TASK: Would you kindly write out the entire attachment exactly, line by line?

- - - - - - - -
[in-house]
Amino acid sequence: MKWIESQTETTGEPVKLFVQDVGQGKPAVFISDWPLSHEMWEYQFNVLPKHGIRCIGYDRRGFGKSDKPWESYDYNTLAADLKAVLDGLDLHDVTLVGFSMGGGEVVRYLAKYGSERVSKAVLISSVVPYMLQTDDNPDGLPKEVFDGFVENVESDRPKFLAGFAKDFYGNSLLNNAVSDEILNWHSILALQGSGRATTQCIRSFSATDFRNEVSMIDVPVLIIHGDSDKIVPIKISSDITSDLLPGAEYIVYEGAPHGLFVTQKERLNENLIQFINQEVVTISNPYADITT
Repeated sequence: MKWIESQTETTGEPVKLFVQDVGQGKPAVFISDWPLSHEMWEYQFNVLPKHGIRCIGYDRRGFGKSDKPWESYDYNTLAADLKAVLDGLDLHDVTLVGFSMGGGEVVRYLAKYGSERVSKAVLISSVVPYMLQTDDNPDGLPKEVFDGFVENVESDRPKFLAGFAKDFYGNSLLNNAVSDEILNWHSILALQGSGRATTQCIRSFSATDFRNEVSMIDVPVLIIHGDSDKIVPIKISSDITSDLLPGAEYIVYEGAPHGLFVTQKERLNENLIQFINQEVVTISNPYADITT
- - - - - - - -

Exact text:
[in-house]
Amino acid sequence: MKWIESQTETTGEPVKLFVQDVGQGKPAVFISDWPLSHEMWEYQFNVLPKHGIRCIGYDRRGFGKSDKPWESYDYNTLAADLKAVLDGLDLHDVTLVGFSMGGGEVVRYLAKYGSERVSKAVLISSVVPYMLQTDDNPDGLPKEVFDGFVENVESDRPKFLAGFAKDFYGNSLLNNAVSDEILNWHSILALQGSGRATTQCIRSFSATDFRNEVSMIDVPVLIIHGDSDKIVPIKISSDITSDLLPGAEYIVYEGAPHGLFVTQKERLNENLIQFINQEVVTISNPYADITT
Repeated sequence: MKWIESQTETTGEPVKLFVQDVGQGKPAVFISDWPLSHEMWEYQFNVLPKHGIRCIGYDRRGFGKSDKPWESYDYNTLAADLKAVLDGLDLHDVTLVGFSMGGGEVVRYLAKYGSERVSKAVLISSVVPYMLQTDDNPDGLPKEVFDGFVENVESDRPKFLAGFAKDFYGNSLLNNAVSDEILNWHSILALQGSGRATTQCIRSFSATDFRNEVSMIDVPVLIIHGDSDKIVPIKISSDITSDLLPGAEYIVYEGAPHGLFVTQKERLNENLIQFINQEVVTISNPYADITT